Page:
This ‘Self-Eating’ Rocket Consumes Its Own Body for Fuel

This ‘Self-Eating’ Rocket Consumes Its Own Body for Fuel

A new rocket is designed for its own destruction, eating itself as it makes its way through Earth’s atmosphere to power its journey.

A group of researchers from the University of Glasgow has built the first unsupported autophage rocket engine, which uses waste heat from combustion to melt its plastic fuselage and use it as fuel. The design was presented at the American Institute of Aeronautics and Astronautics SciTech Forum in Orlando, Florida, on Wednesday, and is based on an idea that was patented in 1938.

“The concept has been around since the 1930s, with the idea that an infinitely staged rocket could be the most efficient way of reaching orbit,” Patrick Harkness, professor of exploration technology at the University of Glasgow, who led the development of the design, told Gizmodo in an email. “The difficulty is that it has significant complexity and, until recently, there has been less of a business case for small payloads that are best served by autophage.”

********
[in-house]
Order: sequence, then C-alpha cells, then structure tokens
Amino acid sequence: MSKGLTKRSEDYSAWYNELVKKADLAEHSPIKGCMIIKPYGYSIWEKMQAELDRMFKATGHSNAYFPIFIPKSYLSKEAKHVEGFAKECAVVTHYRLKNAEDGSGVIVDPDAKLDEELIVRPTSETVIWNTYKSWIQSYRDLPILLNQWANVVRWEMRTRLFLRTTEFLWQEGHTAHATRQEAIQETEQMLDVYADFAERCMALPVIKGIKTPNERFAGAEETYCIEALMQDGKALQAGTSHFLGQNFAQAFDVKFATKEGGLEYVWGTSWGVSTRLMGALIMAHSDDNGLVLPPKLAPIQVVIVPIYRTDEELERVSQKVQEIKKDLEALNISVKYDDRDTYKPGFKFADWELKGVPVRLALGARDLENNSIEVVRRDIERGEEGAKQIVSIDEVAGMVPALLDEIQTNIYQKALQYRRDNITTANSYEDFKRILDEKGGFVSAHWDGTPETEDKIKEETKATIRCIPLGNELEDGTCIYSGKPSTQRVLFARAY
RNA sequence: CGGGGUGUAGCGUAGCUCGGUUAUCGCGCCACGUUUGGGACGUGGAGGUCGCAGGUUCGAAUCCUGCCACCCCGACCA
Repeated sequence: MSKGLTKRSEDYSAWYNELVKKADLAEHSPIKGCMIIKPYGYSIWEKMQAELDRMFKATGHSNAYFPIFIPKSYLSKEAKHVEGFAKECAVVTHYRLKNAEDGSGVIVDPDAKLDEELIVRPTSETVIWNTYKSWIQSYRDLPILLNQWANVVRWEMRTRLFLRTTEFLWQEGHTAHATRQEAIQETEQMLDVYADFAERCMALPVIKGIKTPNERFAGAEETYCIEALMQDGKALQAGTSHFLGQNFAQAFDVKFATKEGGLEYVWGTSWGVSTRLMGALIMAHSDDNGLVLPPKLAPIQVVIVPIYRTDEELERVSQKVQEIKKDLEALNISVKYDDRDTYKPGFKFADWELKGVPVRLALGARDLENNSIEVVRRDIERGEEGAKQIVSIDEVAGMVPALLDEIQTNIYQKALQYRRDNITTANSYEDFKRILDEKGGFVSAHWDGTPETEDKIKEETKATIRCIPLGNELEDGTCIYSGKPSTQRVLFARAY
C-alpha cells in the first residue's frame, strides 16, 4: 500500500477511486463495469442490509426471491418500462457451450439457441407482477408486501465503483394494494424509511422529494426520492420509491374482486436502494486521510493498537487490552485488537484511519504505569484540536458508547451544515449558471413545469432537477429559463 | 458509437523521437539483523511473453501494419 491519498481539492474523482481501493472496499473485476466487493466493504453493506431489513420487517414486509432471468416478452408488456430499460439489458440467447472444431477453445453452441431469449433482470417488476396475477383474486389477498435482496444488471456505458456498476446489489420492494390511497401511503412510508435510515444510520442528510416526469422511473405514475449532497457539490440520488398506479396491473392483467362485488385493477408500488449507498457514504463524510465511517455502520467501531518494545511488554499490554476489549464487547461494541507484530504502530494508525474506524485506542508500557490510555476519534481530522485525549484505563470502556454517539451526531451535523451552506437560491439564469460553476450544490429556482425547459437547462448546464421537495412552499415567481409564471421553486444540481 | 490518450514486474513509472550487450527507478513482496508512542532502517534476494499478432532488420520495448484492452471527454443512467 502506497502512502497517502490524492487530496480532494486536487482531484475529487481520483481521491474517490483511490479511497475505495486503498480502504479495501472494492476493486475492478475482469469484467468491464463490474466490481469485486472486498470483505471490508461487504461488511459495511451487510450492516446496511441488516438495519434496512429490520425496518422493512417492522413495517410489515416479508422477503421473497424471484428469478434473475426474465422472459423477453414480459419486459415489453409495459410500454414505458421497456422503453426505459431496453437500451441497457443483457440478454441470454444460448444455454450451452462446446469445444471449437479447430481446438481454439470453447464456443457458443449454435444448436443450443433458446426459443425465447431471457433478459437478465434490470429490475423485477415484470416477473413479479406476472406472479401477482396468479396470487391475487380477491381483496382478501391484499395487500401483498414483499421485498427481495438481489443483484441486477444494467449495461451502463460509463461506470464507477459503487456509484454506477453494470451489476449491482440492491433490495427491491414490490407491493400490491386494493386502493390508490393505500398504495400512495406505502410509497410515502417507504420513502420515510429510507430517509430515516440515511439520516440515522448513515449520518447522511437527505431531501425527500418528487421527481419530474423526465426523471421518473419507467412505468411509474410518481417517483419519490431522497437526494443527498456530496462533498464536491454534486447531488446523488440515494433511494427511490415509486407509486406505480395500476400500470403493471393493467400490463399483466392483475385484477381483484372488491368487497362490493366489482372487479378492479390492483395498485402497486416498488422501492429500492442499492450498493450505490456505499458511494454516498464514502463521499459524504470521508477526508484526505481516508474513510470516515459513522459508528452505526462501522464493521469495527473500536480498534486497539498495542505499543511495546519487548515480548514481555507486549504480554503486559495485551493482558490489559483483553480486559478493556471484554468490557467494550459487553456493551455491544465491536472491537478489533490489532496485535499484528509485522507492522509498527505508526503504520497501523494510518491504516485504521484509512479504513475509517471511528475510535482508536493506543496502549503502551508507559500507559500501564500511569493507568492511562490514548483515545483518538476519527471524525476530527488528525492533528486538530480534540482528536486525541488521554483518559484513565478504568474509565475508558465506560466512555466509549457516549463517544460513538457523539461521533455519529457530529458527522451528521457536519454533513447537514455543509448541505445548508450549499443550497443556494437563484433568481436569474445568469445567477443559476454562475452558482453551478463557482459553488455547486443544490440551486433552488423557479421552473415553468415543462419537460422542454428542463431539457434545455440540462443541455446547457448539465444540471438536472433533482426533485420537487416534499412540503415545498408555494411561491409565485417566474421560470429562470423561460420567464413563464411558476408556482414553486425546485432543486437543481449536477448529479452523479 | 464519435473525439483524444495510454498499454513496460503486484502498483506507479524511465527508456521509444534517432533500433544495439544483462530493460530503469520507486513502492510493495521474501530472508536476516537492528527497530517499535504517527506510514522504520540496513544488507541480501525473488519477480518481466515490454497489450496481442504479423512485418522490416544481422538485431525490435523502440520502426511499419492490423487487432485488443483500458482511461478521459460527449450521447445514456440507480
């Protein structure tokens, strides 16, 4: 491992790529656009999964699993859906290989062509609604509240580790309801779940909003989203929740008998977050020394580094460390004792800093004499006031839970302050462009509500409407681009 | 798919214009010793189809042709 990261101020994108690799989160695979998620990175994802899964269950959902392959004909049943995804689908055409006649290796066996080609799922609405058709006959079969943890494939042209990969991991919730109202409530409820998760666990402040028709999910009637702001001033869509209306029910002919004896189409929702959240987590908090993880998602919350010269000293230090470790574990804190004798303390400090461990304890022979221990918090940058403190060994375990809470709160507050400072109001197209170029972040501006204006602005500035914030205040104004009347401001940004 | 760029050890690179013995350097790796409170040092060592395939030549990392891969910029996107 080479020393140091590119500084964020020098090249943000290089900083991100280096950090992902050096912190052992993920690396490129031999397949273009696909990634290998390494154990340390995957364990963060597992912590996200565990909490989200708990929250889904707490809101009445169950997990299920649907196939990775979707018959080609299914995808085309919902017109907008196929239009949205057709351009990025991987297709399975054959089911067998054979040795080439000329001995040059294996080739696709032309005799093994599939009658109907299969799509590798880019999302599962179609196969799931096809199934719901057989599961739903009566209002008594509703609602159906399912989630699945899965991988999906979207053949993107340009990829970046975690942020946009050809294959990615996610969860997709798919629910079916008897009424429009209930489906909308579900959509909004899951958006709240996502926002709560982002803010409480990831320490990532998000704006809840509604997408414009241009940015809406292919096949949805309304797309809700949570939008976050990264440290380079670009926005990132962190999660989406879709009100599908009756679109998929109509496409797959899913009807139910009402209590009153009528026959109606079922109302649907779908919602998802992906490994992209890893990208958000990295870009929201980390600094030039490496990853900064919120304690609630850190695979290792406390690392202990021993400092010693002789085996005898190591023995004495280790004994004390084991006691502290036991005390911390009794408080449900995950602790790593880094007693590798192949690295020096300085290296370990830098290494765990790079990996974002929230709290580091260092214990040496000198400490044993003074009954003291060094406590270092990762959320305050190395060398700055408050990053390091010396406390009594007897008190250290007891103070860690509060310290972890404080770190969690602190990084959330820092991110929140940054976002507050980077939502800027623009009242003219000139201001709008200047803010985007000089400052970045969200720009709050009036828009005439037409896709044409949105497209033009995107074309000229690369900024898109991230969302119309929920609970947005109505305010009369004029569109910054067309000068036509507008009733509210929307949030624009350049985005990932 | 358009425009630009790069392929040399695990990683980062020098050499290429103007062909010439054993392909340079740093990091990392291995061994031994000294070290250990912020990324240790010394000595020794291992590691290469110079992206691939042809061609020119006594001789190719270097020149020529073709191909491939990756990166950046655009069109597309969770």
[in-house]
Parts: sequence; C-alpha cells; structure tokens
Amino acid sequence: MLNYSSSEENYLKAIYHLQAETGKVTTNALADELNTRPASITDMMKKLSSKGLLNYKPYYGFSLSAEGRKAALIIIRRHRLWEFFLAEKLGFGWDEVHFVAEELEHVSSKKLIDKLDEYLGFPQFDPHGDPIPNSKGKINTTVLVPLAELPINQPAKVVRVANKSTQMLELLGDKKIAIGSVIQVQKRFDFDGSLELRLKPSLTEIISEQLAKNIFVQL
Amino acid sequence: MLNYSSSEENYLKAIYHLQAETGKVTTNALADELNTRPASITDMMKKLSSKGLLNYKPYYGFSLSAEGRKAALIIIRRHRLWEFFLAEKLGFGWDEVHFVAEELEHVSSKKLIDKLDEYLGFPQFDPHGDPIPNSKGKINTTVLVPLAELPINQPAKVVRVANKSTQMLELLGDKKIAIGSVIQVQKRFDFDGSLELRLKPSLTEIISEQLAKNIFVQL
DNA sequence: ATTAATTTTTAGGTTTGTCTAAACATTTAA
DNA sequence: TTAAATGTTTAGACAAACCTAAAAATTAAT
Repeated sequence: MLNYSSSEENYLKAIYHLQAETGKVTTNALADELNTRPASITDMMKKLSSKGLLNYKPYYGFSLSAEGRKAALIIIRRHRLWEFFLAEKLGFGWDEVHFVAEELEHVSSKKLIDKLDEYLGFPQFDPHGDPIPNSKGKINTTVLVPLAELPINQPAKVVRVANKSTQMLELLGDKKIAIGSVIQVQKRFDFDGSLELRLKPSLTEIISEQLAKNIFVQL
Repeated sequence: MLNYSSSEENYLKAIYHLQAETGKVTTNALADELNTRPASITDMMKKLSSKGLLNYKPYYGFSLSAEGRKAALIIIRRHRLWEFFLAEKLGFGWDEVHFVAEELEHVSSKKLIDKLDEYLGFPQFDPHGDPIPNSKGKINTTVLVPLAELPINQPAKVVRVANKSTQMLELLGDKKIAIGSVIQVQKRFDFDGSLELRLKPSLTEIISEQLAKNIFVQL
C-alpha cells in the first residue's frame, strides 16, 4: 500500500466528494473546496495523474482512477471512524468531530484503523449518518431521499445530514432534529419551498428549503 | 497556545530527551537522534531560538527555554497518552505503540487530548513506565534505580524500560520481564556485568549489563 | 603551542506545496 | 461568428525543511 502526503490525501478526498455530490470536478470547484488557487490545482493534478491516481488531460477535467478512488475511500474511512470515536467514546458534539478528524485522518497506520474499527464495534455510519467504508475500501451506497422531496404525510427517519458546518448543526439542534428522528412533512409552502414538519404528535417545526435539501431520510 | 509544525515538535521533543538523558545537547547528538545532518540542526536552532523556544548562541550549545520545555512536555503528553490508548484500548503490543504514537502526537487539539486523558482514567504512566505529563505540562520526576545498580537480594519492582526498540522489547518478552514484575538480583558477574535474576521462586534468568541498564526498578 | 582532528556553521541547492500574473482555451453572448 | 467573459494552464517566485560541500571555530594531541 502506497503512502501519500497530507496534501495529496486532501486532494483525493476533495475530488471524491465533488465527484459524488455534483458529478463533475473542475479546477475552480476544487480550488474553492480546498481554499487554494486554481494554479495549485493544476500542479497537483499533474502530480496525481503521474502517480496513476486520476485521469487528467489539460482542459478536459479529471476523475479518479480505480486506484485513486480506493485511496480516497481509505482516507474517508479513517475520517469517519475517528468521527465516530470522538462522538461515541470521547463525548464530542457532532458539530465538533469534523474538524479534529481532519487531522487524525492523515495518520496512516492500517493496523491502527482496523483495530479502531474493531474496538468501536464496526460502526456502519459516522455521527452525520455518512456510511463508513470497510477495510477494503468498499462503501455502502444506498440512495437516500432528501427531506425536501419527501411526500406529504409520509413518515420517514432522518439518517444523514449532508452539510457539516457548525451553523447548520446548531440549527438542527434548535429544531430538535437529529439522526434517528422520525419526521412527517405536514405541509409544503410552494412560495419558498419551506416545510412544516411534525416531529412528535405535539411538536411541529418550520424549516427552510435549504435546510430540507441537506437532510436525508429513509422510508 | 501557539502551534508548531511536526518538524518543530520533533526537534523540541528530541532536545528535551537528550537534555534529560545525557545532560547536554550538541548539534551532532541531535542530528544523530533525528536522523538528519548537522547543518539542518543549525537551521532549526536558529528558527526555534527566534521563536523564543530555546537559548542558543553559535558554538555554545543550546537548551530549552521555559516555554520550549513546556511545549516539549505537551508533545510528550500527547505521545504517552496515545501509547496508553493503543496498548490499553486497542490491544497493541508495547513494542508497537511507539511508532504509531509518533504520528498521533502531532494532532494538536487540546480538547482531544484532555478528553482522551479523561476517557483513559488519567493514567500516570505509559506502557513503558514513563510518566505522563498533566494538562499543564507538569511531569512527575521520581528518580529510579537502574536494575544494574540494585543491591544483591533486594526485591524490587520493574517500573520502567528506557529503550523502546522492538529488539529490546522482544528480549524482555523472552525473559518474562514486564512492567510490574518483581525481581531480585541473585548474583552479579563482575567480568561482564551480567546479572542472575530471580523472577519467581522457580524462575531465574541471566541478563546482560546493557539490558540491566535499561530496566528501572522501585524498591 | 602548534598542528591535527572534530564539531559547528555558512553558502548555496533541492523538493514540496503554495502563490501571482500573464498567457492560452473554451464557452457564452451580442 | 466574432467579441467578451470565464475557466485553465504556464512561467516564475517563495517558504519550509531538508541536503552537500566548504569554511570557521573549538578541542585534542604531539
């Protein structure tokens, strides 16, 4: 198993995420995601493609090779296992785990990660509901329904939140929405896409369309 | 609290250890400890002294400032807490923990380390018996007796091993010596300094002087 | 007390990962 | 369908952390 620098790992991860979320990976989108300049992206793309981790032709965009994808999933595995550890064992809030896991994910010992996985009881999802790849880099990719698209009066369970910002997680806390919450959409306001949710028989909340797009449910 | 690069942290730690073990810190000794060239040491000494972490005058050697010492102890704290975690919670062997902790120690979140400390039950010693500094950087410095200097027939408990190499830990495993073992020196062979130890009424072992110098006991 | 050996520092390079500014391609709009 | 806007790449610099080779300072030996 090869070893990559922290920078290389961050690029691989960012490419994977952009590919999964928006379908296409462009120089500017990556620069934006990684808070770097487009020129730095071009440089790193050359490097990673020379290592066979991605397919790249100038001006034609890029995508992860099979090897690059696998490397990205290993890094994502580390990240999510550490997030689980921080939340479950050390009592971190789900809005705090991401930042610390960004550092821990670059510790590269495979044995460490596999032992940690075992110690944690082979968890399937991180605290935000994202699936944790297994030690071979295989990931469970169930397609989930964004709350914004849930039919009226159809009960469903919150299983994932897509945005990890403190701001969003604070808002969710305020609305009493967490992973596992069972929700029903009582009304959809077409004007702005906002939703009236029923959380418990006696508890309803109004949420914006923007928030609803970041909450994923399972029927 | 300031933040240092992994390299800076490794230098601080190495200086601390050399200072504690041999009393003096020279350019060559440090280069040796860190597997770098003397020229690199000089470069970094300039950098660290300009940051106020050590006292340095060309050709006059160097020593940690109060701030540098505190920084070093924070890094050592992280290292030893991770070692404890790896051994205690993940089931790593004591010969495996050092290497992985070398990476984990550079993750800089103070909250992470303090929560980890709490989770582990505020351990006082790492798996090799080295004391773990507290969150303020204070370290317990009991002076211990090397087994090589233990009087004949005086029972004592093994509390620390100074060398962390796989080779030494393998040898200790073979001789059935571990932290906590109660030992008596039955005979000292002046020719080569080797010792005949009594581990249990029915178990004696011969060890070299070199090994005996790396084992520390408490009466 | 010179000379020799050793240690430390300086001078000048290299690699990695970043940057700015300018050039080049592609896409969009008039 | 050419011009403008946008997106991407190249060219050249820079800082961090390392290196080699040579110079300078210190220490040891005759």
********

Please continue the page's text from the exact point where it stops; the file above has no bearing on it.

The engine uses high-density polyethylene plastic tubing as fuel, which burns with the main propellants: liquid propane and gaseous oxygen. As the rocket launches to orbit, it burns the plastic tubing, which is fed into the engine’s combustion chamber, until it is no more. Since it requires less propellant packed from Earth, the rocket has more room to carry payloads to space compared to other vehicles of similar mass.

The rocket is named Ouroborous-3 after the ancient Egyptian symbol of a serpent eating its own tail, devouring itself to be reborn. The researchers behind the design test-fired the prototype rocket engine at the MachLab facility at Machrihanish Airbase, producing 100 newtons of thrust in a series of controlled experiments.

Ouroboros-3 Hybrid Autophage Rocket Engine Test (Composite) – July 14 2023

The first test was carried out in 2018. With the most recent test, the researchers demonstrated that more energetic liquid propellants can be used for the engine, and that the plastic fuselage can withstand the forces required to feed it into the engine.

The tests also showed that the rocket’s burn can be controlled, throttled, restarted and pulsed in an on and off pattern. Next up, the researchers want to develop a flight weight engine prototype and use liquid oxidizers.

“We aim to scale up by around two orders of magnitude, but not much further because our niche is in nanolaunchers,” Harkness said. The rocket could be used to carry tiny nanosatellites into orbit directly as opposed to more costly missions on conventionally fueled rockets.

Another main advantage to the rocket is that it devours itself before reaching orbit so it doesn’t remain as a wandering pile of hardware in space, adding to the growing problem of space debris.

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